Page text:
How about, “Practise what you preach”?
Education Minister Heng Swee Keat said in parliament that it’s time to relook the traditional paper chase and obsession with grades.
“The system churns out students who excel in exams, but are ill-equipped to take on jobs of the future, nor find fulfilment in what they do”.
In an hour-long speech, Mr Heng also urged employers to hire based on skills, not degrees, and parents to drop their penchant for sending kids for tuition.
He said the government plans to introduce several key measures, including more internships for students, expanding career and counselling.
“These are fundamental changes that will take time. But we need to take the first step now, and take it together.”
How about changing this for a start?
Now what would any teen boy who watched CLIF and wanted to become the next Joanne Peh and join the Singapore Police Force do?
Get a sex change, of course.
But seriously, of course he’ll push for that Honours degreee.
Which person in the right mind would want to sign on for a lower starting pay?
It’s even more regimental for MINDEF, as you can from the chart.
What would any sane parent do if they saw a salary chart like this?
The mindset of the Ministry is apparently very simple, “Someone who is academically well-qualified will make a good officer. Someone who isn’t will not.”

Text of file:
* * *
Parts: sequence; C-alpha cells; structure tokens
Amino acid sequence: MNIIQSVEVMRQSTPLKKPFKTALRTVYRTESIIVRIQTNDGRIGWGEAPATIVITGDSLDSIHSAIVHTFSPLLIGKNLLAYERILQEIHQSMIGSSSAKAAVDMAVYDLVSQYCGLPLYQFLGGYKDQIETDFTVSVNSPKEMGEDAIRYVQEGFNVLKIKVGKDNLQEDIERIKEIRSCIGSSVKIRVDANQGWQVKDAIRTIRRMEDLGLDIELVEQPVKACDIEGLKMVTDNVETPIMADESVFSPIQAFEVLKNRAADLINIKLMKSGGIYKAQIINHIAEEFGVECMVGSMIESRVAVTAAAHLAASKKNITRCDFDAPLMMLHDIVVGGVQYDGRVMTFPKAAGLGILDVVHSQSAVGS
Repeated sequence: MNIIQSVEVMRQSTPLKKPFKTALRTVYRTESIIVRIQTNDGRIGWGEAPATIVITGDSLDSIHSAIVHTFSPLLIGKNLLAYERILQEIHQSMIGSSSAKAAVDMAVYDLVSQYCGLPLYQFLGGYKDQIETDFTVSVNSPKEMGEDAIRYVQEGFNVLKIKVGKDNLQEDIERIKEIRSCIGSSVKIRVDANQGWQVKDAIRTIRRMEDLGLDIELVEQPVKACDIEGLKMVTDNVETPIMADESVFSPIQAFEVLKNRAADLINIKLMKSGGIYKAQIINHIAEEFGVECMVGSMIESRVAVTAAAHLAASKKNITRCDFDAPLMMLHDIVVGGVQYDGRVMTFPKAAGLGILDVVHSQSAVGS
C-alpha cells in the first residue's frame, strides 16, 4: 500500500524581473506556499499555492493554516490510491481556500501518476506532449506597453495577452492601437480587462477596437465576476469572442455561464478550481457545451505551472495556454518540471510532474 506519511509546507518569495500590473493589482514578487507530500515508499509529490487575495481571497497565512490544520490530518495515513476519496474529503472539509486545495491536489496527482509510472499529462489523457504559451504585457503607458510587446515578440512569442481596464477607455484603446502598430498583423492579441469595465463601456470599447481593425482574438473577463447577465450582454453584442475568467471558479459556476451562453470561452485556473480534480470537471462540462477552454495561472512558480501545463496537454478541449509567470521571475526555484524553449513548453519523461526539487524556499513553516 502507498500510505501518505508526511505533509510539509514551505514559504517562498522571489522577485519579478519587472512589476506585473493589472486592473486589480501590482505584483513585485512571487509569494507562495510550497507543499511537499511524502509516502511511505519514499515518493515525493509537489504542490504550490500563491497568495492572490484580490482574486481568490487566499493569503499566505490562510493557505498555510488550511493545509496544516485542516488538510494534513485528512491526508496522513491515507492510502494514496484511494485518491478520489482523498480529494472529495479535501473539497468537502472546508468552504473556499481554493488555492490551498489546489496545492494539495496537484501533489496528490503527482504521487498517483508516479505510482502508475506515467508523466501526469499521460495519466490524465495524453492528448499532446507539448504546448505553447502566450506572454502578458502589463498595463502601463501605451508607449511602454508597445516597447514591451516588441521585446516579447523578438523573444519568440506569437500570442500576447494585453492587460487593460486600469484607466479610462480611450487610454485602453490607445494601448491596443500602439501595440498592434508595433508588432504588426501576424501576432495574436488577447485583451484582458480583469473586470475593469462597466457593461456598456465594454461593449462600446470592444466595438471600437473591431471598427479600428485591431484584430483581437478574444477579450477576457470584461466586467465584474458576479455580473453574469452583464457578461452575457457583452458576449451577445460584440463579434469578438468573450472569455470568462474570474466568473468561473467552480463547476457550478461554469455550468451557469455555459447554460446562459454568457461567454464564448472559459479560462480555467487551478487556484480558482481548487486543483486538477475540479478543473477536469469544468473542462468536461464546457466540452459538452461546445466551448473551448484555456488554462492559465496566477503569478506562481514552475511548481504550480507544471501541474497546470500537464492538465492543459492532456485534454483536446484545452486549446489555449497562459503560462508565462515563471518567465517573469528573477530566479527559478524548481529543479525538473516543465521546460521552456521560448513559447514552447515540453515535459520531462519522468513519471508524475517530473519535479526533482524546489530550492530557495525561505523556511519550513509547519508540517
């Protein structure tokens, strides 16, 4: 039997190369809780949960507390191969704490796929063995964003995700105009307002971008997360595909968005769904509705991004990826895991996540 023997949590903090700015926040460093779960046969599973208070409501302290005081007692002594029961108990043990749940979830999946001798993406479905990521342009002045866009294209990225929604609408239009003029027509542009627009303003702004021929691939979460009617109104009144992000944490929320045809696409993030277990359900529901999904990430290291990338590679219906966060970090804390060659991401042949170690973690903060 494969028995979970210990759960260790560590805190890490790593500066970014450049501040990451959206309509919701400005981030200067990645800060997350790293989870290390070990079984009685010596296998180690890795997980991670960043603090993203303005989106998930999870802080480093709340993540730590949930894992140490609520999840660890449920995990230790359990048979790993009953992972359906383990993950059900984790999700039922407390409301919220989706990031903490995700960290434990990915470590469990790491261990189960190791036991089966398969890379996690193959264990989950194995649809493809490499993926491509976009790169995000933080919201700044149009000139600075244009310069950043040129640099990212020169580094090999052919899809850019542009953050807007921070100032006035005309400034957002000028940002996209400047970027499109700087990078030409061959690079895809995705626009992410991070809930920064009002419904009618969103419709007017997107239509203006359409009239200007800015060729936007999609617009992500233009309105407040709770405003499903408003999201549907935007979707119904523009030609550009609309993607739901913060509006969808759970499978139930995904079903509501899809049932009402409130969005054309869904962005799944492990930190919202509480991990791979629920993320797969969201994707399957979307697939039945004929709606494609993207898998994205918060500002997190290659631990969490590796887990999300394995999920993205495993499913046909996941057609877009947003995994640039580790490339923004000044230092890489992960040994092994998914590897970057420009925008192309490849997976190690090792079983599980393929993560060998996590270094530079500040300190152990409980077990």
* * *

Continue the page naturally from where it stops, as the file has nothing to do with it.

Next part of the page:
For 50 years, that’s been the case.
Can we change this with an hour-long speech?
Are there any measures in place to change this system, such that it falls in line with the Education Minister’s talk?
Unheard of, at least for now.
Which brings to mind the biggest taboo word amongst the working-class Singaporean – scholars.
Talent-scouted from young, sieved from the rest largely for their paper grades, and put into top positions in the civil service, all the while enjoying a well-paid job, and networking sessions as part of their track to the peak.
Will anything be done about this scholar scheme, Mr Heng?
Because that’s essentially what most parents want for their children, isn’t it – for them to secure a respectable job, where they can be financially stable for life and free to pursue other interest thereafter?
Now throw in foreign competition in the form of the Singapore Scholarship for students from ASEAN countries, and you can see how this competition heats up.
Mr Heng is proposing a case where the tail wags the dog, which we know from economics isn’t the most feasible way to achieve change when it comes to an entrenched sytem.
This time round, it’s perhaps better that the dog wags its tail first.
Until then, Singapore’s tuition culture will remain and even become more prevalent.
And our children’s stress levels will continue to climb.
Someone should warn Health Minister Gan Kim Yong to stock up on blood-pressure machines.